The release date of World of Warcraft: Shadowlands expansion is only a month away, and we (as the Lorekeeper team) recently published our latest deep-dive article in Turkish which covered the zone of Maldraxxus.
In preparation for that article, we had the opportunity to participate in an interview with the Lead Narrative Designer Steve Danuser, and he kindly answered all our questions in detail – some of which involved topics that cover up how death and Shadowlands work in general.
Before we start, we’d like to give credit and huge thanks to Garth Holden (SA Gamer) and Slava Ipatov (Cybersport) who also participated in this interview and asked amazing questions – all of which can be found in this article.
So without further ado, let’s get to it!
GENERAL SHADOWLANDS QUESTIONS
What happens when you die in the Shadowlands?
The answer to that depends a little bit on what your nature is as a being. As we’ve seen before in the Legion expansion, where if demons came to Azeroth and died on Azeroth, they would go back to the Twisting Nether. Because that is the realm they are from… That same kind of rule applies to beings that are of Death magic. If a Kyrian for example, was on Azeroth and was killed, their essence would go back to the Shadowlands and be reformed there.
Mortal souls are different. Mortal souls begin in the mortal plane: Azeroth, other worlds etc. And when they die, that soul with all its anima that it’s built up in life, crosses over into the Shadowlands. And in the Shadowlands, the threat to your existence is real. If everything goes the way it’s supposed to go, you should be able to exist for eternity; either enjoy or endure whatever afterlife you are a part of. But if something happens to your soul there, if something destroys it, that soul is gone. There is no afterlife beyond Shadowlands. That’s why stakes are real in these battles, in these conflicts. The threat the Jailer poses to the Shadowlands and the other realms beyond it is very real and it has high stakes.
What happens to the soul in the Shadowlands if someone is raised from the dead?
Undeath is a force that has definitely touched Azeroth throughout history. Obviously the Scourge, and the storylines from Warcraft III with the Lich King, Arthas and all of that, is a prime example of undeath in Azeroth. But actually undeath on Azeroth dates much, much, much further back. If you go back to books about the Dawn of the Dragon Aspects, you will see Galakrond, and the force he used also had Death magic, necromancy as part of his power.
Like all the cosmic forces, Death has touched Azeroth in numerous ways over the ages. And one of most visible and pronounced in the modern age of Azeroth is the Forsaken and the undead who are animated. That may lead you to the questions: “For people like the Forsaken, are their souls in the Shadowlands? Are their souls in Azeroth?” The active raising of someone like the Forsaken, someone who has intellect and mind intact, means that their soul is being anchored to their body.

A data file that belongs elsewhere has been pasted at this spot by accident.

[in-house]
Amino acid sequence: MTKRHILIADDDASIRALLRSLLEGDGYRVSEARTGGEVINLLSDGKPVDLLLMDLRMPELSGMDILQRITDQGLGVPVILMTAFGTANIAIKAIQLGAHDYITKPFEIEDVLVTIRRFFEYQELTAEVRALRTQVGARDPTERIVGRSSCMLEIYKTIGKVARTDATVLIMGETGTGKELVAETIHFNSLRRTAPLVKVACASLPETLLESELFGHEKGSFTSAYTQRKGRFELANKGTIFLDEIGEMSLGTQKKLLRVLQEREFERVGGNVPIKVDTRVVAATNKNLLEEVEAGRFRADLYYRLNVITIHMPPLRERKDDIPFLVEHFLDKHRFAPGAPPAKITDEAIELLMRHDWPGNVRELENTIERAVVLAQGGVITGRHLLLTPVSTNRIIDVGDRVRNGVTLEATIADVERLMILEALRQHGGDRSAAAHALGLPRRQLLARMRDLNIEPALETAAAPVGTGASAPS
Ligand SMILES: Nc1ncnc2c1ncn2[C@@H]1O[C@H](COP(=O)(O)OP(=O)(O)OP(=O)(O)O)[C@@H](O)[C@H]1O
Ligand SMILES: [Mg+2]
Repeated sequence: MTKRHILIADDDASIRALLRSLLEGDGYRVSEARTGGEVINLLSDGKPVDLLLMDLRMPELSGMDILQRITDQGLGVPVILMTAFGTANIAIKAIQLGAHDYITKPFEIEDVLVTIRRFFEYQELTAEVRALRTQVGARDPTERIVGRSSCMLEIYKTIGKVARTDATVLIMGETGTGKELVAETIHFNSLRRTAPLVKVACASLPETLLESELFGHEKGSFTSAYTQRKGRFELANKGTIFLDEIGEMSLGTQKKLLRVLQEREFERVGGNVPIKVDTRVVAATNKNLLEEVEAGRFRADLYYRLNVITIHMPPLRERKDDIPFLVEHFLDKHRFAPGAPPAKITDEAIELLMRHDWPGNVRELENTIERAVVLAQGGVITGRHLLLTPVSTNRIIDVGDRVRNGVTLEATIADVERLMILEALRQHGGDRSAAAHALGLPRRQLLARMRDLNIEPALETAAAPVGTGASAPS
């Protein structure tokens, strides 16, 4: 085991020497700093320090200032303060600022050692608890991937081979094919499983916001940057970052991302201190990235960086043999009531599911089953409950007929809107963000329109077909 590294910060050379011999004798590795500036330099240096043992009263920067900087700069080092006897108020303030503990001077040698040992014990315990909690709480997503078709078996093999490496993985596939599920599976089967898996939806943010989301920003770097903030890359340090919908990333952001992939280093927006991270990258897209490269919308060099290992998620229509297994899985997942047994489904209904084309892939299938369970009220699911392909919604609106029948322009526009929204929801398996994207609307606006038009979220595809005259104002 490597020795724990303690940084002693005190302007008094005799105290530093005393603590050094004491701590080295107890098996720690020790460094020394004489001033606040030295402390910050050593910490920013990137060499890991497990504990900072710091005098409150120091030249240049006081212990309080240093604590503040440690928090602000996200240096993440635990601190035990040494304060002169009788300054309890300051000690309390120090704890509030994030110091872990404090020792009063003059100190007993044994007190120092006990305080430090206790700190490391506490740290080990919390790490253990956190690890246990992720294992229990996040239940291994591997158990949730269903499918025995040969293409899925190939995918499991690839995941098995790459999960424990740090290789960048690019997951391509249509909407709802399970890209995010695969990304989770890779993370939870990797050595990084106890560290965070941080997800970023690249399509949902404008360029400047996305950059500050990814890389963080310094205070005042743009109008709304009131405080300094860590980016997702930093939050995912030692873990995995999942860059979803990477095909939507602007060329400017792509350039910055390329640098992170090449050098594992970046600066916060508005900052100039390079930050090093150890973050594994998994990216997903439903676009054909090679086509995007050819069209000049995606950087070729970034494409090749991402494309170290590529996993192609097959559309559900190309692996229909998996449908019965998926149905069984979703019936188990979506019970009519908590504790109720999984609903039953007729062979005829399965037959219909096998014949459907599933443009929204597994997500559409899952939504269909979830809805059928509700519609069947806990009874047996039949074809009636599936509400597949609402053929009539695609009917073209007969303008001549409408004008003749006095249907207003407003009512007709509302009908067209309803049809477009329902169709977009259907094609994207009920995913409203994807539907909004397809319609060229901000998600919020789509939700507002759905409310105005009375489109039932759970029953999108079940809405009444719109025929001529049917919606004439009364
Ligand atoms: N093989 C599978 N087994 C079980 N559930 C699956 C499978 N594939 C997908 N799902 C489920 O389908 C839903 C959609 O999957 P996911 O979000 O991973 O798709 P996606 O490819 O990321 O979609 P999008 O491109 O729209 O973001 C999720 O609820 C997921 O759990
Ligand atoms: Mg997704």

In life, for a living being, the soul is anchored to the body through the force of Life. It is a living body, therefore Life is a force that’s holding the soul to it. But in the case of a Forsaken, in the case of someone who is raised from the dead, it’s a different force, because life isn’t present within them. And so that is the force of necromancy, that is anchoring the soul to the body. Now it’s a different process than a living being, than someone who is kind of held together through the power of Life (with a capital L, as one of the Cosmic forces of the universe). So that Forsaken person, that undead person is held together by the power of Death, and that can have an effect on the soul. And we’ve seen that being raised can result in certain different circumstances. One person who’s raised may be very much intact. They may essentially be the same person that they were in life. Others are more aggressive, more hateful or more scornful than they were in life. And part of that has to do with the manner in which they’re raised. There’s all kinds of factors that go into that. So I would say that being raised that way is something of an imperfect process. It’s something that isn’t as defined and easily categorized as the living is. But make no mistake about it: Someone who is Forsaken, someone who is an intelligent undead like that, they do have their soul anchored to the mortal realm. Even if for a time it had crossed over in the Shadowlands and was brought back.
We’ve done some stuff that’s involved with time travel and alternate realities. What happens to those souls when they pass on? Do they go to the Shadowlands?